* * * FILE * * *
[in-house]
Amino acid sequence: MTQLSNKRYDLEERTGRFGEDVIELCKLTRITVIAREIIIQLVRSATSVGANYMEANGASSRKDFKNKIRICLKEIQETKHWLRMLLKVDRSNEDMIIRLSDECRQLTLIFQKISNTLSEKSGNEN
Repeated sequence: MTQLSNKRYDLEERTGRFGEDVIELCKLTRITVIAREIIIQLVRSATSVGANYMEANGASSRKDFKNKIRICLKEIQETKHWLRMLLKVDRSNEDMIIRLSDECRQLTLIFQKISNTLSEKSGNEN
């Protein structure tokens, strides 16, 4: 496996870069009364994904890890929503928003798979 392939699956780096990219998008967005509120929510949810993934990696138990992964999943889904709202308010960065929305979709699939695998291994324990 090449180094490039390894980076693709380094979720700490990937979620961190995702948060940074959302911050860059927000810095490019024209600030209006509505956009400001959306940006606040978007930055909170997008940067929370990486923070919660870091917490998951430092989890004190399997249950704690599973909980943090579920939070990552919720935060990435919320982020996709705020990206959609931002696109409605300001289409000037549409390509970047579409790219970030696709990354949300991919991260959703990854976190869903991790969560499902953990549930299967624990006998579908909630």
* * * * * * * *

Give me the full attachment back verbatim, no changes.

[in-house]
Amino acid sequence: MTQLSNKRYDLEERTGRFGEDVIELCKLTRITVIAREIIIQLVRSATSVGANYMEANGASSRKDFKNKIRICLKEIQETKHWLRMLLKVDRSNEDMIIRLSDECRQLTLIFQKISNTLSEKSGNEN
Repeated sequence: MTQLSNKRYDLEERTGRFGEDVIELCKLTRITVIAREIIIQLVRSATSVGANYMEANGASSRKDFKNKIRICLKEIQETKHWLRMLLKVDRSNEDMIIRLSDECRQLTLIFQKISNTLSEKSGNEN
């Protein structure tokens, strides 16, 4: 496996870069009364994904890890929503928003798979 392939699956780096990219998008967005509120929510949810993934990696138990992964999943889904709202308010960065929305979709699939695998291994324990 090449180094490039390894980076693709380094979720700490990937979620961190995702948060940074959302911050860059927000810095490019024209600030209006509505956009400001959306940006606040978007930055909170997008940067929370990486923070919660870091917490998951430092989890004190399997249950704690599973909980943090579920939070990552919720935060990435919320982020996709705020990206959609931002696109409605300001289409000037549409390509970047579409790219970030696709990354949300991919991260959703990854976190869903991790969560499902953990549930299967624990006998579908909630």